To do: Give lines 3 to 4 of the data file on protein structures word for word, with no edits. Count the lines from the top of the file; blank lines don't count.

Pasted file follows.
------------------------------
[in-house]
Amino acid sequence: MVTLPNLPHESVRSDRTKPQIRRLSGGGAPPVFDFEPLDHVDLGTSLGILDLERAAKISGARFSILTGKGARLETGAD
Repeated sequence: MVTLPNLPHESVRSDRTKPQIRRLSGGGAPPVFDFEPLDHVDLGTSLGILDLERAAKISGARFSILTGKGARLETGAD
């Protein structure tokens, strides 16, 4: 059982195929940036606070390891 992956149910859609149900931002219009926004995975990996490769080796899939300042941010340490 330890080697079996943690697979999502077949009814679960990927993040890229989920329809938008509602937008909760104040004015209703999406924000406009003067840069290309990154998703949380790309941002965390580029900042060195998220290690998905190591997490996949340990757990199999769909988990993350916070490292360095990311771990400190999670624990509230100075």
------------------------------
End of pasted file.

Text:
Repeated sequence: MVTLPNLPHESVRSDRTKPQIRRLSGGGAPPVFDFEPLDHVDLGTSLGILDLERAAKISGARFSILTGKGARLETGAD
């Protein structure tokens, strides 16, 4: 059982195929940036606070390891 992956149910859609149900931002219009926004995975990996490769080796899939300042941010340490 330890080697079996943690697979999502077949009814679960990927993040890229989920329809938008509602937008909760104040004015209703999406924000406009003067840069290309990154998703949380790309941002965390580029900042060195998220290690998905190591997490996949340990757990199999769909988990993350916070490292360095990311771990400190999670624990509230100075």